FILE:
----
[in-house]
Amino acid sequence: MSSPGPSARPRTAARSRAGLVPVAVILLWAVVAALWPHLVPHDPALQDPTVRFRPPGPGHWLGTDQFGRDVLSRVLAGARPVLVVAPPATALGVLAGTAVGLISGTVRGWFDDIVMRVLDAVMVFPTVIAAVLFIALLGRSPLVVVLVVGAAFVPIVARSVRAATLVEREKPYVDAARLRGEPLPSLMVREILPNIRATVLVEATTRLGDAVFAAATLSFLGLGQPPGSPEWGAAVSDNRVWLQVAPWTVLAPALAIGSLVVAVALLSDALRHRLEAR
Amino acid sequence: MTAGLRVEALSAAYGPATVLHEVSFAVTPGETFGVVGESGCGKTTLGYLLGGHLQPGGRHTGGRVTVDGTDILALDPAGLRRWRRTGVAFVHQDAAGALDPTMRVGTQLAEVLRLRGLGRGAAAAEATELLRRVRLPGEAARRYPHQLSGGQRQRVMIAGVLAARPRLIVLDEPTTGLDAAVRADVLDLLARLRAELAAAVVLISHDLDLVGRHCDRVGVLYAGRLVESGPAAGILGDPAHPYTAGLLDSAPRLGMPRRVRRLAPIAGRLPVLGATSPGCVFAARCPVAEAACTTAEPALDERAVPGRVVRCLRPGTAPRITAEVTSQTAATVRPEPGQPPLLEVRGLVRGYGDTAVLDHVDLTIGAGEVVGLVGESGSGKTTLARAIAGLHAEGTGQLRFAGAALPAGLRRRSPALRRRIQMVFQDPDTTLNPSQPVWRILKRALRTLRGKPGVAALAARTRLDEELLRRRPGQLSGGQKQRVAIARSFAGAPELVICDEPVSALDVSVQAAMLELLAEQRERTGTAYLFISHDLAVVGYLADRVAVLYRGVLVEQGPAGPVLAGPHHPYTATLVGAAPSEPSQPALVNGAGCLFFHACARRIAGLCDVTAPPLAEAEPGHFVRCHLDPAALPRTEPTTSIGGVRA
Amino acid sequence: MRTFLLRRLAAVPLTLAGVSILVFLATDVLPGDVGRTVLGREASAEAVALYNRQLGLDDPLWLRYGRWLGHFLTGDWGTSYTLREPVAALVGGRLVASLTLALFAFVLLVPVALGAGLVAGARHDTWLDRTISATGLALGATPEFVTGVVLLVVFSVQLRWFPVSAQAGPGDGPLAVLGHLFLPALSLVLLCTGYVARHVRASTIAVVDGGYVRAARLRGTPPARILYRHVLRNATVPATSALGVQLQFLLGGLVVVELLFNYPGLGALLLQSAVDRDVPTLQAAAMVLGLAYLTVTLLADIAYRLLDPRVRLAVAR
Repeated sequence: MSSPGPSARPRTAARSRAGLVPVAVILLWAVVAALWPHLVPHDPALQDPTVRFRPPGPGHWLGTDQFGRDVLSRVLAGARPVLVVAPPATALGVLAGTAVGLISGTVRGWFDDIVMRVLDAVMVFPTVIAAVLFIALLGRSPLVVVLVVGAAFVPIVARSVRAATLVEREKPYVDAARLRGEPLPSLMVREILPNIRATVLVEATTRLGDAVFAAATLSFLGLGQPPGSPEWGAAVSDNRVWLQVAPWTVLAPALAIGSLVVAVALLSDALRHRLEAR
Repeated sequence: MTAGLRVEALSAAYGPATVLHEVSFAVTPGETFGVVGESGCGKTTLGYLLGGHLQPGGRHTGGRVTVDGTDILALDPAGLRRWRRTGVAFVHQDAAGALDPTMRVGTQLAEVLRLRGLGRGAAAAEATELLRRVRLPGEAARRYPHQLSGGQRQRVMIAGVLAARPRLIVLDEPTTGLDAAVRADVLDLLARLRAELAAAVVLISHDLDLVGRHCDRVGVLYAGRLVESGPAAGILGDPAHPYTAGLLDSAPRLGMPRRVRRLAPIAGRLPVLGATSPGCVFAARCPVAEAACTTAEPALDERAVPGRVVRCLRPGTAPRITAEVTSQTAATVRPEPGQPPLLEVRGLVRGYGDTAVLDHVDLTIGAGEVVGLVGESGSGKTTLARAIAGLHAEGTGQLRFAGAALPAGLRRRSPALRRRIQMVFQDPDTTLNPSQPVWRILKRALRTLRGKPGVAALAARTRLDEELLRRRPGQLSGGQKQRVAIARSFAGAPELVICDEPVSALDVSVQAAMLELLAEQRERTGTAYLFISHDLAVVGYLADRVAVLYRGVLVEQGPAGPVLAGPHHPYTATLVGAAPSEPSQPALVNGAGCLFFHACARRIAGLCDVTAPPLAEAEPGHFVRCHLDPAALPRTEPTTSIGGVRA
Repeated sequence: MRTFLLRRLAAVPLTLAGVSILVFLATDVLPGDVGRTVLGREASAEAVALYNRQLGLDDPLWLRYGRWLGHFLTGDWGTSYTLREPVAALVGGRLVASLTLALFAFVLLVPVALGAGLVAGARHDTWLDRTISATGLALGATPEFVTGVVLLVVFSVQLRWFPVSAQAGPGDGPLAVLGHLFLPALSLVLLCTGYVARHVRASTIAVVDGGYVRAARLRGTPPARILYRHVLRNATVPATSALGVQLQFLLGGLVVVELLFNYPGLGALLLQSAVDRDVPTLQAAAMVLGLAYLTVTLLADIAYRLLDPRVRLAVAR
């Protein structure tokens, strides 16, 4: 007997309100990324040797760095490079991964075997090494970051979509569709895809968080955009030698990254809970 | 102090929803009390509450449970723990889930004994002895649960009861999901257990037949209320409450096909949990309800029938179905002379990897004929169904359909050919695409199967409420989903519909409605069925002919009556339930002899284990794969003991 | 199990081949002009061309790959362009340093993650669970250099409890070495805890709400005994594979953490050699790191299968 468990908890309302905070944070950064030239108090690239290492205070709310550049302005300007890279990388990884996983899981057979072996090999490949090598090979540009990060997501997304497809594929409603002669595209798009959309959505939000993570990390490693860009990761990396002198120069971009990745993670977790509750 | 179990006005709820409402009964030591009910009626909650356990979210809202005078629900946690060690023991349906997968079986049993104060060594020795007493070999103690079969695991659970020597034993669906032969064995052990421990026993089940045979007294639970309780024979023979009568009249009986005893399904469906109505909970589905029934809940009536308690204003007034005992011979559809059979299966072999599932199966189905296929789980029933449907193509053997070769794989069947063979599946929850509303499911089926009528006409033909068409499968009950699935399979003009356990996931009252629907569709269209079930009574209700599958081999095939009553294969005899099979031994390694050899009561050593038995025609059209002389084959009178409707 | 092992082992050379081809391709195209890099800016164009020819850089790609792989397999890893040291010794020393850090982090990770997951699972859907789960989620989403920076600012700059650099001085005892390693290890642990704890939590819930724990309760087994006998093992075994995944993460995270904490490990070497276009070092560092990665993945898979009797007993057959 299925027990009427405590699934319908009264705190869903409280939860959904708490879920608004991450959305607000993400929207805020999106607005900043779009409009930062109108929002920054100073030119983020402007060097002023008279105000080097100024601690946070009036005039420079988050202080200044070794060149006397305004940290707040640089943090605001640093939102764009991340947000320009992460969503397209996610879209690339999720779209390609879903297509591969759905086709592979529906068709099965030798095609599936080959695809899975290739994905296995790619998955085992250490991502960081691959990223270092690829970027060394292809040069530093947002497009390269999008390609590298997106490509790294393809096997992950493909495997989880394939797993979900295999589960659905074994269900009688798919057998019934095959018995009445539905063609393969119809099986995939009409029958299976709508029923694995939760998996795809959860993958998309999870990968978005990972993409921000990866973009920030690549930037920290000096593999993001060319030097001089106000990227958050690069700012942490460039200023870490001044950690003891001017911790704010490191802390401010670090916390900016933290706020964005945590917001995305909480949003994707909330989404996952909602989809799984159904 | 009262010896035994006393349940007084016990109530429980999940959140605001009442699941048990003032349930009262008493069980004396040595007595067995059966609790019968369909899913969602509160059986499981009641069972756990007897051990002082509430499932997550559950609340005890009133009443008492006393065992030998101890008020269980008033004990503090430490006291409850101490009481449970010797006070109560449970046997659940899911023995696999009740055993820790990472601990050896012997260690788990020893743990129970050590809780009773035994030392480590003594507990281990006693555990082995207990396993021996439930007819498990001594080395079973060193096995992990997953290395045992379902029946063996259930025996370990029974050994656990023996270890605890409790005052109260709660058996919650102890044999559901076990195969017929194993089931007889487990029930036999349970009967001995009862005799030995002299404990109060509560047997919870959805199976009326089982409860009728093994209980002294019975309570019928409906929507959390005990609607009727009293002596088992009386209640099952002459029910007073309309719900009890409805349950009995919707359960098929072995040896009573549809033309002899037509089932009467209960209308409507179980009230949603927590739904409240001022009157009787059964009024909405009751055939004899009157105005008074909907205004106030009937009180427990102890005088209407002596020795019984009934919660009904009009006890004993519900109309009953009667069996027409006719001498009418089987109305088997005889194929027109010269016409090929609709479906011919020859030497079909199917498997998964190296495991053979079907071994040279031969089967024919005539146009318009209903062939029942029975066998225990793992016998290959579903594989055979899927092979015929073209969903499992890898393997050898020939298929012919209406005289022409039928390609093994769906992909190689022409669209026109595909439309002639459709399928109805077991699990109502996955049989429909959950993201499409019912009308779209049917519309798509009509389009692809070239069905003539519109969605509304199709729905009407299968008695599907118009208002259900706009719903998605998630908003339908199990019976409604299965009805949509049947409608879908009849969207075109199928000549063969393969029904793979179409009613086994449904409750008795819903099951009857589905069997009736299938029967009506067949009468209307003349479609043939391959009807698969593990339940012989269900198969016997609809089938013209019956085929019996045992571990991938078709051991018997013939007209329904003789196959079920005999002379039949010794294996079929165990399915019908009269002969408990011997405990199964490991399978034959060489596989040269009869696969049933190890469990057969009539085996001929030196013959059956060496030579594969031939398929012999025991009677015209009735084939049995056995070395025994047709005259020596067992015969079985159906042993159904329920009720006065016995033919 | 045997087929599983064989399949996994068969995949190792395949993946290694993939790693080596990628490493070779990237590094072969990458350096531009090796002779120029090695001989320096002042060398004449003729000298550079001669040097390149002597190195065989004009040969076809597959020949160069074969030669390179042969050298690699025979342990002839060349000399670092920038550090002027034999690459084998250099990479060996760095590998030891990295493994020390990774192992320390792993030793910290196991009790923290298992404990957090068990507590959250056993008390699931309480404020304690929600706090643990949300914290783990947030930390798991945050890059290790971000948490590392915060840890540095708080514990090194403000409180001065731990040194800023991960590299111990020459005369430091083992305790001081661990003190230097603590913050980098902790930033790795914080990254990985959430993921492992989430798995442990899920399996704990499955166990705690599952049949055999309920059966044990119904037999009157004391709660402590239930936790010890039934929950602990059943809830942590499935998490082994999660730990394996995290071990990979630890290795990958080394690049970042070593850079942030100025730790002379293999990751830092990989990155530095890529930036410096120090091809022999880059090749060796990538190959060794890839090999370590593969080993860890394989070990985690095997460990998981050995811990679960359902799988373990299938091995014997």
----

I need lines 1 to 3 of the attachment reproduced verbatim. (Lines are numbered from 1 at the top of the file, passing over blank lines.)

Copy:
[in-house]
Amino acid sequence: MSSPGPSARPRTAARSRAGLVPVAVILLWAVVAALWPHLVPHDPALQDPTVRFRPPGPGHWLGTDQFGRDVLSRVLAGARPVLVVAPPATALGVLAGTAVGLISGTVRGWFDDIVMRVLDAVMVFPTVIAAVLFIALLGRSPLVVVLVVGAAFVPIVARSVRAATLVEREKPYVDAARLRGEPLPSLMVREILPNIRATVLVEATTRLGDAVFAAATLSFLGLGQPPGSPEWGAAVSDNRVWLQVAPWTVLAPALAIGSLVVAVALLSDALRHRLEAR
Amino acid sequence: MTAGLRVEALSAAYGPATVLHEVSFAVTPGETFGVVGESGCGKTTLGYLLGGHLQPGGRHTGGRVTVDGTDILALDPAGLRRWRRTGVAFVHQDAAGALDPTMRVGTQLAEVLRLRGLGRGAAAAEATELLRRVRLPGEAARRYPHQLSGGQRQRVMIAGVLAARPRLIVLDEPTTGLDAAVRADVLDLLARLRAELAAAVVLISHDLDLVGRHCDRVGVLYAGRLVESGPAAGILGDPAHPYTAGLLDSAPRLGMPRRVRRLAPIAGRLPVLGATSPGCVFAARCPVAEAACTTAEPALDERAVPGRVVRCLRPGTAPRITAEVTSQTAATVRPEPGQPPLLEVRGLVRGYGDTAVLDHVDLTIGAGEVVGLVGESGSGKTTLARAIAGLHAEGTGQLRFAGAALPAGLRRRSPALRRRIQMVFQDPDTTLNPSQPVWRILKRALRTLRGKPGVAALAARTRLDEELLRRRPGQLSGGQKQRVAIARSFAGAPELVICDEPVSALDVSVQAAMLELLAEQRERTGTAYLFISHDLAVVGYLADRVAVLYRGVLVEQGPAGPVLAGPHHPYTATLVGAAPSEPSQPALVNGAGCLFFHACARRIAGLCDVTAPPLAEAEPGHFVRCHLDPAALPRTEPTTSIGGVRA